Why can't we just say:

There a book in my table.

OR just

Is a book in my table.

Why in English do we need: "there is"?

  • 1
    You can say anything you like. The person you're addressing may well understand what you mean. But you are not using correct sentences- just phrases. Are you asking a question or making a statement? It's hard to know your intention. Apr 7, 2022 at 13:57
  • 2
    It's hard to give a short answer to "why" questions beyond "because that's how English is." Every English sentence has to have at least a subject and a verb. If you leave one of them out, it's not a proper English sentence.
    – stangdon
    Apr 7, 2022 at 14:08
  • It actually is grammatical in a select few dialects (namely African American English) to omit "is" like that. See my answer here about the zero copula.
    – Laurel
    Apr 7, 2022 at 17:40
  • Are you asking about the difference between "There is a book on the table." and "A book is on the table."?
    – Mohd Sala
    Apr 7, 2022 at 18:34
  • 1
    I've voted to close. There can be no objective answer to "why is English grammar" questions. English is not a designed language, it is a natural language. It is possible to create a language in which the construction "there is" doesn't exist, but that language is not (standard) English.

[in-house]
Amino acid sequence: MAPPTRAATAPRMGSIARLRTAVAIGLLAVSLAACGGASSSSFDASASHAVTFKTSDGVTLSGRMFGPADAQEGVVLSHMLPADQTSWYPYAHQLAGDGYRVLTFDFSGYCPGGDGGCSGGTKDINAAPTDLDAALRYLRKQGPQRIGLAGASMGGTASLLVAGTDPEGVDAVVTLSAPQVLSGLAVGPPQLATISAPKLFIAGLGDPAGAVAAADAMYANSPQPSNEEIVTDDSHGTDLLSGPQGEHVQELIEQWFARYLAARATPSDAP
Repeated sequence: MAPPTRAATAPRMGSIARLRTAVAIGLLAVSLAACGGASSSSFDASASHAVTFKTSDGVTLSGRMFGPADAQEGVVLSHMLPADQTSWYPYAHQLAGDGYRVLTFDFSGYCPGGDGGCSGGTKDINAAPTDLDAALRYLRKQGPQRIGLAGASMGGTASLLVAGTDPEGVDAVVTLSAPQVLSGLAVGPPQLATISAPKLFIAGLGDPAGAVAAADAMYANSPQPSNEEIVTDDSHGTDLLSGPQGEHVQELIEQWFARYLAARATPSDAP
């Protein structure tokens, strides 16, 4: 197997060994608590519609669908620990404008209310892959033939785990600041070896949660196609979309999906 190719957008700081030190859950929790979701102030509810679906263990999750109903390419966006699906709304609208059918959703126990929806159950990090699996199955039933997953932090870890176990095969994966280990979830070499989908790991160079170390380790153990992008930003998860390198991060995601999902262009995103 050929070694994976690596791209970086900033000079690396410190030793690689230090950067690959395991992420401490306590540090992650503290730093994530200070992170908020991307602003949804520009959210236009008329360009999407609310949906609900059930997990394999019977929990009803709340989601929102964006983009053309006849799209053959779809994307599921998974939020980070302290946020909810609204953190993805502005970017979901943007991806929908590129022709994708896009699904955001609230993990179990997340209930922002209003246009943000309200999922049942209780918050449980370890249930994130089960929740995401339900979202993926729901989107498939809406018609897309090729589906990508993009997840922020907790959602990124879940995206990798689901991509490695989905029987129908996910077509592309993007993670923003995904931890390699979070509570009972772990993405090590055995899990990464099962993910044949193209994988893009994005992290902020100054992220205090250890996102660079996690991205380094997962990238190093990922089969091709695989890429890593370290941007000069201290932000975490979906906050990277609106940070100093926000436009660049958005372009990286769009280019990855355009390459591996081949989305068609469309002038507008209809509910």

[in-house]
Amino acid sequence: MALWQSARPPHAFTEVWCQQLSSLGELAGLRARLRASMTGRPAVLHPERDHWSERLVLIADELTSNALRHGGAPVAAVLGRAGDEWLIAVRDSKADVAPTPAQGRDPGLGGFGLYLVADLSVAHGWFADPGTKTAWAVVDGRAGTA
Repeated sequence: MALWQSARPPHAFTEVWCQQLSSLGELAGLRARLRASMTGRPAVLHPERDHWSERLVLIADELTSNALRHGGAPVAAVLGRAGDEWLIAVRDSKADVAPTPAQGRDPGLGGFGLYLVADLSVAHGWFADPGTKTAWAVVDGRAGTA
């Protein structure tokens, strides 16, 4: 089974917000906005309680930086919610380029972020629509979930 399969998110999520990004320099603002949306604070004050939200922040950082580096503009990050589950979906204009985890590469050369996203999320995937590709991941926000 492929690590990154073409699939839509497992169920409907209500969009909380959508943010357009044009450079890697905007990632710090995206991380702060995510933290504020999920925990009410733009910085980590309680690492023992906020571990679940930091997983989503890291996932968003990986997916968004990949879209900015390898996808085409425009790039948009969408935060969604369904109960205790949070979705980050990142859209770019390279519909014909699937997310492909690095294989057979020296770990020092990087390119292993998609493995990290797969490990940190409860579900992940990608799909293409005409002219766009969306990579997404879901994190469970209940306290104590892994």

– James K
    Apr 7, 2022 at 18:44

2 Answers 2


English does not have an elaborate word-ending structure for every part of speech. For example there are no unique word endings for cases such as nominative, possessive, instrumental, dative, etc. What a word does in a sentence is dependent on its order and what words came before it.

So this means:

  • word order tends to matter

  • various words heavily "signal" what's coming next in the sentence, in addition to their meaning.

What a word does in an English sentence is dependent on its order and what words came before it.


There is a dummy subject, one that only exists because of the rules of English grammar. Every correctly formed sentence in English (in most dialects, in formal writing) has at least a subject, the person or thing that is doing something, and a verb, the action that the subject is doing. If you leave either one out (even if the verb is only to be), the sentence is not grammatical.

Other languages are different, like Russian, where you can leave out the verb to be:
Я студент, literally "I student"

or Spanish, where you can leave out the subject:
Soy un estudiante, literally "Am a student"

but in English you can't leave out either one.

What if we only want to talk about the existence of something? In English, the most common way to talk about the existence of something is using a dummy subject. Remember, you can't just say "Is a book", because that has no subject. The most common dummy subject is there, as in "There is a book". It just means "A book exists", but it is the more idiomatic way to talk about the existence of something.

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